The motivation of this KEP is to help k8s cluster administrators, to help efficiently troubleshooting issues with control-plane and worker nodes. At the moment, it typically require a cluster admin to SSH into the nodes for debugging. While it is understood that certain issues will require being on the node, but issues with the kube-proxy or kubelet (to name a couple) could be solved by checking the logs. So, this KEP proposes a feature to add a node capability to view logs using the exising k8s command line tool,
kubectl, in order to significntly simply these basic level of node/control-plane troubleshooting.
The meeting had a discussion over understanding various technicalaties behind implementing this feature on linux & windows worker nodes (brief is in the KEP itself), while specifying that it won’t include providing support for non-systemd linux distributions.
There are lots of security considerations, points of confusion & questions at the moment in regard to moving this KEP to a feature implementation.
As discussed, it will be followed up in the upcoming sig-cli biweekly meeting (on coming Wednesday, June 29, 2021 at 9:30PM - 10:00PM IST)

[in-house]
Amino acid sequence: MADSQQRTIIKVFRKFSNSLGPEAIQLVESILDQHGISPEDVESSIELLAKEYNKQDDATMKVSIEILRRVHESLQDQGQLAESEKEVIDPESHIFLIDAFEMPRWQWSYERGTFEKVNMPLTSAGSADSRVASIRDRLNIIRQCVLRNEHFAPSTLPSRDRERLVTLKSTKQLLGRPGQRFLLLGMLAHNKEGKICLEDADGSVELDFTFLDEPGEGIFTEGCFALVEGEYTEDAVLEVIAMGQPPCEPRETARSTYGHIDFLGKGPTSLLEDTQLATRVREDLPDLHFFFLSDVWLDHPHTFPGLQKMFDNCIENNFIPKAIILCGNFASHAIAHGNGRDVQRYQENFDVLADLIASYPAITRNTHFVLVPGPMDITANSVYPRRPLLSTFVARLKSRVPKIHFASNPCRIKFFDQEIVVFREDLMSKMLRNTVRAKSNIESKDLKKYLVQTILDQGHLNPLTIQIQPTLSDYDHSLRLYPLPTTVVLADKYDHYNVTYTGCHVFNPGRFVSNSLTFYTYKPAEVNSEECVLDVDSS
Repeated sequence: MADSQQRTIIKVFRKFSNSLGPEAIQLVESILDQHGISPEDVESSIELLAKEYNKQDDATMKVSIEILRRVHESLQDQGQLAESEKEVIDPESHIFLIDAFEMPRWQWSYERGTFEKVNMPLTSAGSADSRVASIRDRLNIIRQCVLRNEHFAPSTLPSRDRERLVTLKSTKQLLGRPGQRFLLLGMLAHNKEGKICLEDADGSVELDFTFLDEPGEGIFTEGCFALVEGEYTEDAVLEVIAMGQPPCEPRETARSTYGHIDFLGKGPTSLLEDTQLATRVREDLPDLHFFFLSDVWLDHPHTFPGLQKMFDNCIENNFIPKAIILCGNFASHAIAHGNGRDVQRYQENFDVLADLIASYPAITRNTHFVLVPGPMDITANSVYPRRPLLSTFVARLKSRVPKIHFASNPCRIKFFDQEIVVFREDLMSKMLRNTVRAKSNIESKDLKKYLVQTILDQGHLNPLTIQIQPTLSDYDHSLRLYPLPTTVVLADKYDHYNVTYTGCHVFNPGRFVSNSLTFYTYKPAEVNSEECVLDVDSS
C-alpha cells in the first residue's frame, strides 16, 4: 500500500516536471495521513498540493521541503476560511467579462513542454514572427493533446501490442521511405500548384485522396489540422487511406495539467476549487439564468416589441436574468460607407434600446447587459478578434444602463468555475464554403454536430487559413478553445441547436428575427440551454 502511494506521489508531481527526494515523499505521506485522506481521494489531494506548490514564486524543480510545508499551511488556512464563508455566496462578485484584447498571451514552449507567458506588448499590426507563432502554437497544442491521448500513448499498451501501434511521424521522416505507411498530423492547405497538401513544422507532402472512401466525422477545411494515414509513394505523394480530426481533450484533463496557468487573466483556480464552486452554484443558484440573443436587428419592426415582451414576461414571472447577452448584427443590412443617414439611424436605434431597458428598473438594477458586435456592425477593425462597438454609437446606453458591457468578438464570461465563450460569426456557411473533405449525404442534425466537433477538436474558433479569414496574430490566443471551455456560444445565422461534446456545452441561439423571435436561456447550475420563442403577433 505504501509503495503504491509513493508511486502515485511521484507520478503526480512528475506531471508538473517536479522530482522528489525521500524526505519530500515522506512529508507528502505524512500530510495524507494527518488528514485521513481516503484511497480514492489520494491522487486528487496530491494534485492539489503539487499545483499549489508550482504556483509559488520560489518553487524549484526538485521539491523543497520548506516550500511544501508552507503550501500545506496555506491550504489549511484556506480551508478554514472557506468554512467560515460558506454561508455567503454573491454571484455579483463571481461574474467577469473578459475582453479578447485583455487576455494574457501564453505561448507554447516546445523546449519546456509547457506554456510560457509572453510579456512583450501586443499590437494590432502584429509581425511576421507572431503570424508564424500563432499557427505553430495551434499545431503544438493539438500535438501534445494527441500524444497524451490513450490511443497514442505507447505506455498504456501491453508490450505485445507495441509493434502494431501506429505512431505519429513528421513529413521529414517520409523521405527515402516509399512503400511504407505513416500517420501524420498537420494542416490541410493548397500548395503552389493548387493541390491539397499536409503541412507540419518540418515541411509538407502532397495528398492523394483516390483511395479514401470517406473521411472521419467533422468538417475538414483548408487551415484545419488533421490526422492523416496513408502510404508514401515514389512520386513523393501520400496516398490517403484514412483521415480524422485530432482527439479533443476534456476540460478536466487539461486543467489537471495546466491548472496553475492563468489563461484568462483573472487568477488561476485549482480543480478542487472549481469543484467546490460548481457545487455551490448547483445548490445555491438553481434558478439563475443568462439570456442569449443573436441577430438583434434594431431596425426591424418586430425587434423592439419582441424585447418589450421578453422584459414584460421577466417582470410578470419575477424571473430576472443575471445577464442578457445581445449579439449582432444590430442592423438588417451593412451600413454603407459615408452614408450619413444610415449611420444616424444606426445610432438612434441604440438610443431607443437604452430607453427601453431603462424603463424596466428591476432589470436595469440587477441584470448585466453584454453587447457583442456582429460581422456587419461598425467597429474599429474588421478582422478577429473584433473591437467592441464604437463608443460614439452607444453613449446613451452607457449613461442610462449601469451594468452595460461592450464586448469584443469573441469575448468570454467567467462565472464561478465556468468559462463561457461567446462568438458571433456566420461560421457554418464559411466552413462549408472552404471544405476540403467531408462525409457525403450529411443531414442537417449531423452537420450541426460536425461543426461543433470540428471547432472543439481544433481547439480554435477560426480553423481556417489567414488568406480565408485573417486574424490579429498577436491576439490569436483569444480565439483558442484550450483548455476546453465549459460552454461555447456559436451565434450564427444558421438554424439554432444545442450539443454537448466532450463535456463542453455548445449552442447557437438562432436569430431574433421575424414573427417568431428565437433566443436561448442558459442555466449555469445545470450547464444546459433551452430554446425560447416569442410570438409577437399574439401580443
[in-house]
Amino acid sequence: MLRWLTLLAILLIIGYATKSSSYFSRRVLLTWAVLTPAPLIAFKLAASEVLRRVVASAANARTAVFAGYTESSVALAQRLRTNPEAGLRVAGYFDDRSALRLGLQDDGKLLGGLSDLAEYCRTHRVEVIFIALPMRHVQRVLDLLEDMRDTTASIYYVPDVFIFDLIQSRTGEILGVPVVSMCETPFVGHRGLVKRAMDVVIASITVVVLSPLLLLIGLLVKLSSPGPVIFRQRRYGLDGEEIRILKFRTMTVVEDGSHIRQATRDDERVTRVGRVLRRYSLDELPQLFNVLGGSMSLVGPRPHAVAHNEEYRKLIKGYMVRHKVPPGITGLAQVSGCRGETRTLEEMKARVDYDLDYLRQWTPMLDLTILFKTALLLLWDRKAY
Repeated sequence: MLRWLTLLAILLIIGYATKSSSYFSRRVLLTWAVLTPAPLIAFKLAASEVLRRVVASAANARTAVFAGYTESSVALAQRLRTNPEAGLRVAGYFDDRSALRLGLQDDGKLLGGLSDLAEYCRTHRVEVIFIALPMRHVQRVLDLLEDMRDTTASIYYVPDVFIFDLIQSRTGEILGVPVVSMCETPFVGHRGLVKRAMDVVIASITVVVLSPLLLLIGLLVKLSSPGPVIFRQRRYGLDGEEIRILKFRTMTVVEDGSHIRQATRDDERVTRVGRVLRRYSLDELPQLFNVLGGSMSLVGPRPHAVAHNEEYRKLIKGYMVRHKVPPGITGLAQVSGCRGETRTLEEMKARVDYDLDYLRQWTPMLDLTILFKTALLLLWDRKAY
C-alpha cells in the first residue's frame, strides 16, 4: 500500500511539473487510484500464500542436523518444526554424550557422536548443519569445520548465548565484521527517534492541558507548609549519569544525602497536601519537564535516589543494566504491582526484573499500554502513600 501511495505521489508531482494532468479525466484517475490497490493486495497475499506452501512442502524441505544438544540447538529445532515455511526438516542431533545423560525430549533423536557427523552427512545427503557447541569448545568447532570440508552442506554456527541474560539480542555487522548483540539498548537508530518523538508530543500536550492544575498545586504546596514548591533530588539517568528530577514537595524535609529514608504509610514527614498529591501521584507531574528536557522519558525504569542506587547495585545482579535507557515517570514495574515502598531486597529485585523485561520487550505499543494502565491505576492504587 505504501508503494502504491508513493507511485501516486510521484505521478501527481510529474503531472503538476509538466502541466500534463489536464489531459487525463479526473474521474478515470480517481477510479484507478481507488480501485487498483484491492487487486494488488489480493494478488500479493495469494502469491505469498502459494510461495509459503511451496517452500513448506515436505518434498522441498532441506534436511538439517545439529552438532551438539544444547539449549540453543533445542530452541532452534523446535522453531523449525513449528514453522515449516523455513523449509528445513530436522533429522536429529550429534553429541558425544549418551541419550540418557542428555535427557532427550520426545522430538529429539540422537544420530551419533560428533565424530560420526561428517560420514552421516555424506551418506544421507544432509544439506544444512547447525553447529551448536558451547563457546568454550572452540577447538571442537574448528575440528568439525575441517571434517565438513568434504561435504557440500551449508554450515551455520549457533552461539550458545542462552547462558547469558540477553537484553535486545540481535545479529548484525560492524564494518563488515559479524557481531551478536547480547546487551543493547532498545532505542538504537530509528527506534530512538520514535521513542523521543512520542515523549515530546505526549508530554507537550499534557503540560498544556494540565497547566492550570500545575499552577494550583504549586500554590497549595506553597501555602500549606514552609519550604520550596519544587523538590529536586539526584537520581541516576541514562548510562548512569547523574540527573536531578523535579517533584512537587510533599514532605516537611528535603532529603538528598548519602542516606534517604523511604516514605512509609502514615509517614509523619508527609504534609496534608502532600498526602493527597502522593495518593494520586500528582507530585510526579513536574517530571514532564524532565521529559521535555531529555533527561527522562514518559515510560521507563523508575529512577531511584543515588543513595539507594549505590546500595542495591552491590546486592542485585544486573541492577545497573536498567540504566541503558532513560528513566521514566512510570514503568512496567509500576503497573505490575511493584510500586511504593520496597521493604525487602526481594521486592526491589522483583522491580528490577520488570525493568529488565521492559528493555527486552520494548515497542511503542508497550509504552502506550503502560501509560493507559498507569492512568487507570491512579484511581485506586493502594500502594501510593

I found both of these feature enhancement proposals really interesting (& useful too in many ways, but ofcourse there are lots of question that might bring blockers or require further iterations of improvement before approval).
deep-dive in sig-testing infrastructure
This was a further step in exploring more on the kubernetes testing infrastructure after I learnt about the CI jobs Testgrid.
Over this last week, I went through all of the sig-testing deep dive videos (there were only 3).
I learnt about the lifecycle of a
From its different triggering mechanisms,
- trigger using
/test alllike commands in the PR comments,
- trigger based on time or periodic job triggeres (
Horologiumcomponent does that)
- trigger based on a PR getting merged, etc.
to different executing platforms,
- kubernetes Pod
- Knative build CRDs (& more to come)
then followed by hooks,
- Github/Gitlab webhooks
- Slack webhooks, (& other similar service webhooks)
& then plugins to handle various (incoming) webhooks (or as the docs & the source code term it
Plugins:triggerto handle trigger Prow Job webhook